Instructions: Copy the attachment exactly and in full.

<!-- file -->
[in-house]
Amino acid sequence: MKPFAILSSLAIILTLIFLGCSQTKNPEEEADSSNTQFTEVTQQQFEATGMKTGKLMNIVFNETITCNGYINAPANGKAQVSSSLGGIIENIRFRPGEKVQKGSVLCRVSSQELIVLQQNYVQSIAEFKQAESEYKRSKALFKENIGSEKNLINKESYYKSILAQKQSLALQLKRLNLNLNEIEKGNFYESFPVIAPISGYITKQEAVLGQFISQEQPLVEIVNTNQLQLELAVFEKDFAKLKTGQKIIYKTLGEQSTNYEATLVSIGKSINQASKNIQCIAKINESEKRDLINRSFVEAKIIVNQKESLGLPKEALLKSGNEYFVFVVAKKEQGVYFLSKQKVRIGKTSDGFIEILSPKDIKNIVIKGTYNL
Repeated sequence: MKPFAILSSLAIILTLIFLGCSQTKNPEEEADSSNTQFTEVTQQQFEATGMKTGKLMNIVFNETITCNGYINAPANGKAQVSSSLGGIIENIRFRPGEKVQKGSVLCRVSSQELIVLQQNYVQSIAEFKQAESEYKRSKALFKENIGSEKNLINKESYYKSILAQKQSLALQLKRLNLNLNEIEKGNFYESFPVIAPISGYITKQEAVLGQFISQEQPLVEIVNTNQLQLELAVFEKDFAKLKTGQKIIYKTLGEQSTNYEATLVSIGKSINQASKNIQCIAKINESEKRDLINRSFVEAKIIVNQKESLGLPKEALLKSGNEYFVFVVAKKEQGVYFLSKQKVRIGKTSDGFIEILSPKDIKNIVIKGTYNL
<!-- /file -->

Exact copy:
[in-house]
Amino acid sequence: MKPFAILSSLAIILTLIFLGCSQTKNPEEEADSSNTQFTEVTQQQFEATGMKTGKLMNIVFNETITCNGYINAPANGKAQVSSSLGGIIENIRFRPGEKVQKGSVLCRVSSQELIVLQQNYVQSIAEFKQAESEYKRSKALFKENIGSEKNLINKESYYKSILAQKQSLALQLKRLNLNLNEIEKGNFYESFPVIAPISGYITKQEAVLGQFISQEQPLVEIVNTNQLQLELAVFEKDFAKLKTGQKIIYKTLGEQSTNYEATLVSIGKSINQASKNIQCIAKINESEKRDLINRSFVEAKIIVNQKESLGLPKEALLKSGNEYFVFVVAKKEQGVYFLSKQKVRIGKTSDGFIEILSPKDIKNIVIKGTYNL
Repeated sequence: MKPFAILSSLAIILTLIFLGCSQTKNPEEEADSSNTQFTEVTQQQFEATGMKTGKLMNIVFNETITCNGYINAPANGKAQVSSSLGGIIENIRFRPGEKVQKGSVLCRVSSQELIVLQQNYVQSIAEFKQAESEYKRSKALFKENIGSEKNLINKESYYKSILAQKQSLALQLKRLNLNLNEIEKGNFYESFPVIAPISGYITKQEAVLGQFISQEQPLVEIVNTNQLQLELAVFEKDFAKLKTGQKIIYKTLGEQSTNYEATLVSIGKSINQASKNIQCIAKINESEKRDLINRSFVEAKIIVNQKESLGLPKEALLKSGNEYFVFVVAKKEQGVYFLSKQKVRIGKTSDGFIEILSPKDIKNIVIKGTYNL